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Women’s (un)paid work, class and COVID-19 in the UK

Date and time: 2-3.00 pm, Tuesday, 16 March 2021

Please register on Eventbrite and we will send you the link to the Microsoft Teams event.


Do ‘unsettled times’ such as those created by the Covid-19 pandemic create an opportunity for ‘gender undoing’ (as opposed to ‘gender doing’) (Risman) and for challenging and changing everyday work practices (Elson)? Or has the pandemic intensified existing gender and class-based disadvantages both at home and in the workplace, bringing with it the prospect of an attack on - or at best a stalling of - equality in work in the UK? In this paper, we explore the impact of COVID-19 on the paid and unpaid work of working class women, including comparisons with women and men in other class groupings.

We know already that working class women are more likely than other women to work part-time and to work in low-paid sectors and jobs (the ‘5C’ job-areas: cleaning, catering, clerical work, cashiering and caring). The pandemic has highlighted the essential work of working class women, work which brings with it severe risks to working class women’s working lives and well-being. For example, for women working in close contact with customers, clients and patients, COVID-19 brings work intensification and life-threatening health risks (e.g. those undertaking personal care in over-stretched care homes and hospitals). For many others, national and regional lockdowns have increased work instability, financial hardship and insecurity.

As well as the impact on paid work, the division of domestic labour has been brought into sharper focus with lockdown. There was limited research on class differences in the division of domestic labour before the pandemic: some research shows middle class men are more likely to share housework, especially if the female partner is also working; other studies show that working class men have more traditional attitudes but are more likely to ‘pick up the slack’ if the female partner is working and they are less likely to draw on the services of paid cleaners. Overall, the picture is one of ‘stalled progress’, with working women in couples still doing a disproportionate amount of housework and child- and other care, before the pandemic. We explore whether anything has changed since the pandemic began by asking, in partnered households with children, who is more or less likely to do the housework and caring for children with school and nursery closures, self-isolation and home-schooling?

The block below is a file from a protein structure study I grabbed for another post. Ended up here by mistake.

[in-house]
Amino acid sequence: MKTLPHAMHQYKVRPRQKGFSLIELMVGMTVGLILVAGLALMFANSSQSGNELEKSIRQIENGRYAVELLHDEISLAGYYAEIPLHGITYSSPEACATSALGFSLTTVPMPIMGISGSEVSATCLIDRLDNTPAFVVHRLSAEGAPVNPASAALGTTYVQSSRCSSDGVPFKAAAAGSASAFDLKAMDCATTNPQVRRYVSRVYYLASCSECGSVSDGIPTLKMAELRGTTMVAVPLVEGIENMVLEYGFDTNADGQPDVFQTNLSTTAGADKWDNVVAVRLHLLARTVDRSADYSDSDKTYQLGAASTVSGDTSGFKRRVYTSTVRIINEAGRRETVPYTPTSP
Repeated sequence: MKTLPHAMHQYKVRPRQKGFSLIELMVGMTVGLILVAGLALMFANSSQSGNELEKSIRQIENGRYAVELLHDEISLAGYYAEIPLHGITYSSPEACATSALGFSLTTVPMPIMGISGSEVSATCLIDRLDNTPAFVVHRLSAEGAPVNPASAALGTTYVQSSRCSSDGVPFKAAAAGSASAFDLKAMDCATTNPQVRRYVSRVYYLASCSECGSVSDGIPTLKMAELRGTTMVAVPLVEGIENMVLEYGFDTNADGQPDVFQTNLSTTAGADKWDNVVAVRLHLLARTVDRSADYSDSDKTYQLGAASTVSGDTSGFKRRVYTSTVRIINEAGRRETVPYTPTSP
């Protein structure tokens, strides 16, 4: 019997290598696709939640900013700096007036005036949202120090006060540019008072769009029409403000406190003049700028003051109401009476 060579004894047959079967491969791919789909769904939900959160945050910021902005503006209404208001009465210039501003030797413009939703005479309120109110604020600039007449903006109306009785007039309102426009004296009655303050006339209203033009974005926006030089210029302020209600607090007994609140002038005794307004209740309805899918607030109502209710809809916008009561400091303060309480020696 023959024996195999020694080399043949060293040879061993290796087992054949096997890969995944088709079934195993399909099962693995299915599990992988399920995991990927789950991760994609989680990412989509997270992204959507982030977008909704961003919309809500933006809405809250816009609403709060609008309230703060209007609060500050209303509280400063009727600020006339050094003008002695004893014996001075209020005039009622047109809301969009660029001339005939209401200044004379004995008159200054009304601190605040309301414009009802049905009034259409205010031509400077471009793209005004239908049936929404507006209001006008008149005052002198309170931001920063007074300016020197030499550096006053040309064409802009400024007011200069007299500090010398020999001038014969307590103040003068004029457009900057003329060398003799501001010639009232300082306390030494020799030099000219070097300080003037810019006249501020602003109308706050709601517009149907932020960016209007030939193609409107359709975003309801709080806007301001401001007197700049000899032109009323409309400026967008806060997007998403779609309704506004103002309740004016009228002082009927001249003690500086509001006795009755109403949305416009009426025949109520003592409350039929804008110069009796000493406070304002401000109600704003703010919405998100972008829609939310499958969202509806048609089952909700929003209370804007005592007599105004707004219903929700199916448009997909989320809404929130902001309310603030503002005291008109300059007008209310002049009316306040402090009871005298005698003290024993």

Class also shapes the places and spaces where paid work is carried out. During lockdown, middle-class families have been more able to take advantage of flexible working arrangements, including working from home, in order to help them manage their additional responsibilities. The availability to work from home does not necessarily spell good news for middle-class women, however, in terms of the sharing of housework and childcare with partners.

This paper draws on new survey data on the impact of COVID-19 on women and men in the UK. In 2020, participants in the ‘UK Household Longitudinal Study’ were invited to take part in new monthly surveys and 17,450 participants filled in a first-wave questionnaire in April. Our study looks at employed women and men, and class variation in their experiences, over time. The project ‘Carrying the work burden of the Covid-19 pandemic: working class women in the UK’ is funded by the Economic and Social Research Council, as part of UK Research and Innovation’s rapid response to COVID-19 (Project ES/V009400/1), and is in partnership with the Women’s Budget Group.

Please feel free to share this invitation with colleagues and students who may be interested.

For more information about CREW, please visit our website. Should you have any questions or comments about this webinar, please contact Erika Kispeter.